You and your soulmate likely learned early on that while you may be in harmony with most things, the occasional purchase can cause friction. Compatibility will only get you so far when it's time to make a big financial decision together.
Big financial moves don't need to be troublesome, however. With a few tips, you can navigate these tricky decisions and come out stronger on the other side.
Here are a few of the best ways to keep your cool, make the best choice, and strengthen your relationship all at once.
Know (and agree upon) the biggies. Don't be surprised when suddenly, you're faced with the biggest purchases Americans face today: houses and cars are obvious, but did you know new babies, boats, cemetery plots, replacement household appliances and second homes are also among the most common biggies? What about home upgrades, or your kids' college or weddings? While some of these can be avoided, others should simply be expected. Anticipating them allows you to save early, diffusing tension before it builds.
Practice candidness. Learn the skill of opening up about everything - everything - and asking the same of your spouse. That way, you'll know no one (including you) is harboring an under-the-radar agenda that may derail the collective unit. If you're able to admit, for example, that fear is a part of your decision-making, then you can work through the fear together to get back on the same page.
Read reviews together. As you're choosing a college, real estate agent, a brand of vehicle, retirement community, or boat - whatever it is you're considering, commit to reading customer ratings and reviews together. Since reviews are bite-sized, you can read them in the car or during meals without needing to coordinate schedules or get a sitter to keep the kids. Plus, honest client reviews are the best way to vet brands as product websites can be one-sided.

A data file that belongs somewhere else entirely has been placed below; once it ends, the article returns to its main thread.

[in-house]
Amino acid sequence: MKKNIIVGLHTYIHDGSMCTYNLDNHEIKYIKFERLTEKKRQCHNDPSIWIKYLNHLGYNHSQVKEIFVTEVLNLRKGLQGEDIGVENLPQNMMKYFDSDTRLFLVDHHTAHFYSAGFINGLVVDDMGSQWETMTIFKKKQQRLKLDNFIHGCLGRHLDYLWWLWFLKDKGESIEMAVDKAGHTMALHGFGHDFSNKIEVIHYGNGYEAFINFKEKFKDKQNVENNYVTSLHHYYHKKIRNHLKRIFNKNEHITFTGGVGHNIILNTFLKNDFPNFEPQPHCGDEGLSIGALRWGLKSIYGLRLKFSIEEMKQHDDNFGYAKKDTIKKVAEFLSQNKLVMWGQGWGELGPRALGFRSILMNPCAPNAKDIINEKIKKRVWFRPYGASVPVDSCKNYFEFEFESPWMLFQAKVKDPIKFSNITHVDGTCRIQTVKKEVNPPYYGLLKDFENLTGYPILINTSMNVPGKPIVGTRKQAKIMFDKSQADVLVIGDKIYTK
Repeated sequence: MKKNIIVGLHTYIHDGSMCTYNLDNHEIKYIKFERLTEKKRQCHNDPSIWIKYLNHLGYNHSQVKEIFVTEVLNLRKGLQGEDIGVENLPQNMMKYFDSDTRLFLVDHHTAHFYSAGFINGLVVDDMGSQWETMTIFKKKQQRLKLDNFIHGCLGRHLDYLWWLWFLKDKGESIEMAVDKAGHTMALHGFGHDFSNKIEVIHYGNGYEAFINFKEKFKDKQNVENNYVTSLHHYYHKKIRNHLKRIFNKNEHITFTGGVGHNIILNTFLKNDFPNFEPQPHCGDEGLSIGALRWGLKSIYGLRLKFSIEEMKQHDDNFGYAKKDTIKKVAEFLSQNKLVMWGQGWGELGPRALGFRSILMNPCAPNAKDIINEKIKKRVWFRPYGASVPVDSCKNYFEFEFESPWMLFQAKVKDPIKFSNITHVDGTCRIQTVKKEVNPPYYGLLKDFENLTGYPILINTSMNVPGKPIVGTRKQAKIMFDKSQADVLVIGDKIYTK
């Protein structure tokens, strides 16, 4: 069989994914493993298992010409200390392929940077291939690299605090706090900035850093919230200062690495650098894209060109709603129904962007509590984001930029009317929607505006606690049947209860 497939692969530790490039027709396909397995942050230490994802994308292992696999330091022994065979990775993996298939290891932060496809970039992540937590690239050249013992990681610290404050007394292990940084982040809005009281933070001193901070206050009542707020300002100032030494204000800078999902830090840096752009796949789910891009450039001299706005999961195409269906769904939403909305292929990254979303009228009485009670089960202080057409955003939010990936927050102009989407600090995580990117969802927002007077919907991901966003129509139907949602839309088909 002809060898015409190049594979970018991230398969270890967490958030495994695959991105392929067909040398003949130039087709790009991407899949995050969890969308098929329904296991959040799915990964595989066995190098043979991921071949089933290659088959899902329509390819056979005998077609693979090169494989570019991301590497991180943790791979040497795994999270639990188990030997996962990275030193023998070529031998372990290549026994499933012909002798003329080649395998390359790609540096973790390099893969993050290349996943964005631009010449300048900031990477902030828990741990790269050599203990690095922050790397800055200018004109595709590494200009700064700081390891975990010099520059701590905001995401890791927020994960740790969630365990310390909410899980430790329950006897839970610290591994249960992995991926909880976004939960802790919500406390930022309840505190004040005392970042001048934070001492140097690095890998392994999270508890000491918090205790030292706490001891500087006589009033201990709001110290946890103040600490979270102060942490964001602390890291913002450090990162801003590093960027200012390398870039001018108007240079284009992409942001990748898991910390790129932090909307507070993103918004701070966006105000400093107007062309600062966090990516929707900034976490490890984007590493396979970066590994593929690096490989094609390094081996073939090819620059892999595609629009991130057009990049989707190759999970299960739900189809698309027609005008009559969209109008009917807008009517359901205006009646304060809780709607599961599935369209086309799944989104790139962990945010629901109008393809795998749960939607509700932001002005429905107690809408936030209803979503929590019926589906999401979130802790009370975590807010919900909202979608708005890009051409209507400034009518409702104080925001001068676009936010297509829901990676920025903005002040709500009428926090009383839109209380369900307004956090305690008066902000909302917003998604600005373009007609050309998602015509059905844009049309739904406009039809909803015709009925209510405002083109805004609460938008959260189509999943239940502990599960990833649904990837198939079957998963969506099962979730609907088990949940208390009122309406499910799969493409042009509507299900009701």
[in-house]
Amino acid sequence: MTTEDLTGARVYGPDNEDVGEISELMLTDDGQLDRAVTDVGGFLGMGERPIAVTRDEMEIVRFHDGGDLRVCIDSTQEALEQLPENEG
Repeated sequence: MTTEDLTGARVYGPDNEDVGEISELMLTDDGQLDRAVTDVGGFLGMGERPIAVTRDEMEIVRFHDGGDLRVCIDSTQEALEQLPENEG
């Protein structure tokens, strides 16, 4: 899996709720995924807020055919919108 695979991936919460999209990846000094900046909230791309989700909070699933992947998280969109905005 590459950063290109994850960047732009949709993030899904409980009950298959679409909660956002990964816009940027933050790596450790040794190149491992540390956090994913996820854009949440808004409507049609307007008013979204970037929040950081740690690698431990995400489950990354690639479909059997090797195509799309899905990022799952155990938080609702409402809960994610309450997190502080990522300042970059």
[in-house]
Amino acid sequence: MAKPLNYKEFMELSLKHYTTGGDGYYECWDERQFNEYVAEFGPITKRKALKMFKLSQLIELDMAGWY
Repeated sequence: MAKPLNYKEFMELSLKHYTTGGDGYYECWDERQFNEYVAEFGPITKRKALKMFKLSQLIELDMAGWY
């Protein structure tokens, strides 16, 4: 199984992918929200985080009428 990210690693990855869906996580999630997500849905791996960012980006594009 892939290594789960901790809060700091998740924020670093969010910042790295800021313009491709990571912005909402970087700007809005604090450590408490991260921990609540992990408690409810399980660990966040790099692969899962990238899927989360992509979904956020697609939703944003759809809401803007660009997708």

Hold hands while you talk. Even if you're at odds about which direction to take, play footsie. Hold hands as you deliberate. High-five when you do agree on the small things. According to Tiffany Field, Ph.D., and author of Touch and Director of the Touch Research Institute at the University of Miami School of Medicine, physical touch reduces anxiety, depression, physical pain and even aggressive behavior.
Hit "pause." Separate needs from wants on paper in a list form, then assign a time limit on your wants. If, after your established time (a month or two) has passed and you both still want the item, then it's a legitimate purchase to consider. This weeds out and prevents many of the big-ticket items (think workout machines or musical instruments) that end up collecting dust a year later.
Remember the give-and-take. The Chinese have long respected opposing forces in the universe, appreciating both yin and yang instead of discouraging one for the other. As you mull a big buy, remember you're a team of individuals - individuals who bring different strengths to the table. To make the best choice, it takes both minds.
Narrow down the options. Experts at The University of Texas at Austin reviewed a study wherein couples disagreed on a big purchase. What they found was interesting: When people narrowed their choices based on criteria they disagreed on, the result was a more satisfied purchase on both sides. For example, if a wife hates the color blue, and the husband has an aversion to pickup trucks, cutting all blue pickups from the ocean of vehicle choices was a satisfying place to start. The more factors you can eliminate this way, the happier you'll both be.
Save up together. Once you're on the same page and ready to tackle a goal, cut back on your favorite indulgences separately so you can reap the benefits together. If your daily drive-through espresso drinks are standing in the way of your family's dream vacation, for example, sacrifice together so it's more rewarding when you celebrate together. Download a free app like Urge, which helps eliminate impulse buys, tracks your good choices, and helps you visualize your progress toward achieving a monetary goal.
The fact is, no one will ever spend or save money exactly the way you do. After all, that's what makes you... well, you. What tips do you have for other readers wondering about financial compatibility when the rubber hits the road?
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